Mrs Alkaff: She thrives on attention, she's very excitable and enthusiastic. When she was 21/2 years old, she put on her backpack weeks in advance of attending daycare. When she got there, she threw up due to nervousness. She was a very active and energetic child, and has always been a good girl.
Mr Alkaff: She's also very self-driven. She took ballet as a preschooler and tap dancing at around seven years old. She took ballet till she was about 14 or 15. She still does tap. Rain or shine, she wanted to go for the lessons.
Selma: I'm easy-going and never gave my parents any problems. I've never had to sneak out of the house. I'm not really interested in clubbing. My parents drop me off at Zouk when I go there.
What is your parenting style like?
Mr Alkaff: It's a balance of Western and Eastern styles. I come from a very traditional Singaporean Arab family, which is more conservative. We hold values such as respect for elders. My wife comes from a Swedish culture of more openness, more open communication.
Mrs Alkaff: It's quite an open dialogue. We talk things through with our children. I'm quite relaxed. I'm not a Tiger Mum. Selma: My parents are very supportive. There's a lot of trust between us.
What was your naughtiest moment as a child?
Selma: Nothing. Maybe I talked too much. My mum let me roll in the mud, climb trees.
Mr Alkaff: Selma's very obedient. My wife allowed them as young children to paint the walls and floor, which would be painted over in white again. It was freedom of expression.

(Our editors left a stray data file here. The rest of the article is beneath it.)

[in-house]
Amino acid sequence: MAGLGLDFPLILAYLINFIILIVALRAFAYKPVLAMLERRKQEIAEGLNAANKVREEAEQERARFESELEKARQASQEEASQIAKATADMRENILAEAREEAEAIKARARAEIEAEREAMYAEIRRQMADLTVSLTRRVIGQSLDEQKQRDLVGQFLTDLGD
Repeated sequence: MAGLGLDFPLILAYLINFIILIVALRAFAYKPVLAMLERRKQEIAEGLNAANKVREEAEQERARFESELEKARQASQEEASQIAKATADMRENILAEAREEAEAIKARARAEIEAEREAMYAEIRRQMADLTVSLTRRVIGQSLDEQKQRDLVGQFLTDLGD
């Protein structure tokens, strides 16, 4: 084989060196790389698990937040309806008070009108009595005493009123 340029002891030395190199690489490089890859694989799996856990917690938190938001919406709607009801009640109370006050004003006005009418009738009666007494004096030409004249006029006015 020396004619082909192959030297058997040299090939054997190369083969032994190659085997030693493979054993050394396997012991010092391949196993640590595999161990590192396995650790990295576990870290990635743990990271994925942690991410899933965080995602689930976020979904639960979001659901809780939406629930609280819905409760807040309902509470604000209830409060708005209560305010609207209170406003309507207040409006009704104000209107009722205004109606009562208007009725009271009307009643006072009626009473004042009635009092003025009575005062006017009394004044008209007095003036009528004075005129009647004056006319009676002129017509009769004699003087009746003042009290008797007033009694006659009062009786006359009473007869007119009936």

Which parent are you closer to?
Selma: Growing up, I was closer to my mum because she was at home caring for us. Now, I'm close to both of them. As a young adult, I learn things from both of them. My dad gives me pep talks about being determined and not giving up - he started his business from scratch 15 years ago. Mum is realistic, but encouraging. What are your views on caning?
Selma: I've never been caned. I've never even had a curfew.
Mr Alkaff: No child should be physically harmed.
Mrs Alkaff: I'm from Sweden, where corporal punishment of children is against the law. I wouldn't suggest violence as a solution. Coming from a Swedish background, it would be weird if I ever bought a cane. It's not in my mind at all.
If the parent-child roles were reversed, what would you have done differently?
Mr Alkaff: Nothing. We're blessed that she doesn't want to smoke or party. Communication is so good between us. I think she's grown up happy.
Mrs Alkaff: Nothing. While I would ideally have liked to live on a farm, her upbringing was probably what I would have liked as a child, free and easy.
Selma: Nothing. Though maybe I would have placed a bit more emphasis on academics, maybe been more of a Tiger Mum, in terms of drills and doing homework. I had above-average grades, but I could have failed PSLE and they would have said it was okay. I had to go to look for mathematics tuition on my own while I was at Sota.
Circle Mirror Transformation runs from Thursday to Feb 15 at the DBS Arts Centre.
This article was first published on Jan 25, 2015.